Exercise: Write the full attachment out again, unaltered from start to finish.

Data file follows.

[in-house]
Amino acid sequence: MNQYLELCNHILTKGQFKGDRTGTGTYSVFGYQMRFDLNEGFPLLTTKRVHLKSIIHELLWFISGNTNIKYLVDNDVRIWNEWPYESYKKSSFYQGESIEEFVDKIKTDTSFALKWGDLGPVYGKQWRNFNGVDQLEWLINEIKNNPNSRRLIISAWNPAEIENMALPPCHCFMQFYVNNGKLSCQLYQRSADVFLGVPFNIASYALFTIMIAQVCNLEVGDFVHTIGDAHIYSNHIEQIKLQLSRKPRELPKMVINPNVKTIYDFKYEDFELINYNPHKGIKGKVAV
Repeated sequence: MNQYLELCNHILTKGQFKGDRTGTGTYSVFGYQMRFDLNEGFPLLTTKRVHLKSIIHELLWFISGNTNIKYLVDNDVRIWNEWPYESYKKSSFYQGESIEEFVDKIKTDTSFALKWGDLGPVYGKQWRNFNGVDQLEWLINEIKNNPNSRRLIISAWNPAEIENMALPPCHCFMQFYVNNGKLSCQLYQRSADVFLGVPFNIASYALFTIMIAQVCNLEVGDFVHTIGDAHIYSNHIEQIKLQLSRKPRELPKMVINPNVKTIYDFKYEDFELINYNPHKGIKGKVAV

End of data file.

[in-house]
Amino acid sequence: MNQYLELCNHILTKGQFKGDRTGTGTYSVFGYQMRFDLNEGFPLLTTKRVHLKSIIHELLWFISGNTNIKYLVDNDVRIWNEWPYESYKKSSFYQGESIEEFVDKIKTDTSFALKWGDLGPVYGKQWRNFNGVDQLEWLINEIKNNPNSRRLIISAWNPAEIENMALPPCHCFMQFYVNNGKLSCQLYQRSADVFLGVPFNIASYALFTIMIAQVCNLEVGDFVHTIGDAHIYSNHIEQIKLQLSRKPRELPKMVINPNVKTIYDFKYEDFELINYNPHKGIKGKVAV
Repeated sequence: MNQYLELCNHILTKGQFKGDRTGTGTYSVFGYQMRFDLNEGFPLLTTKRVHLKSIIHELLWFISGNTNIKYLVDNDVRIWNEWPYESYKKSSFYQGESIEEFVDKIKTDTSFALKWGDLGPVYGKQWRNFNGVDQLEWLINEIKNNPNSRRLIISAWNPAEIENMALPPCHCFMQFYVNNGKLSCQLYQRSADVFLGVPFNIASYALFTIMIAQVCNLEVGDFVHTIGDAHIYSNHIEQIKLQLSRKPRELPKMVINPNVKTIYDFKYEDFELINYNPHKGIKGKVAV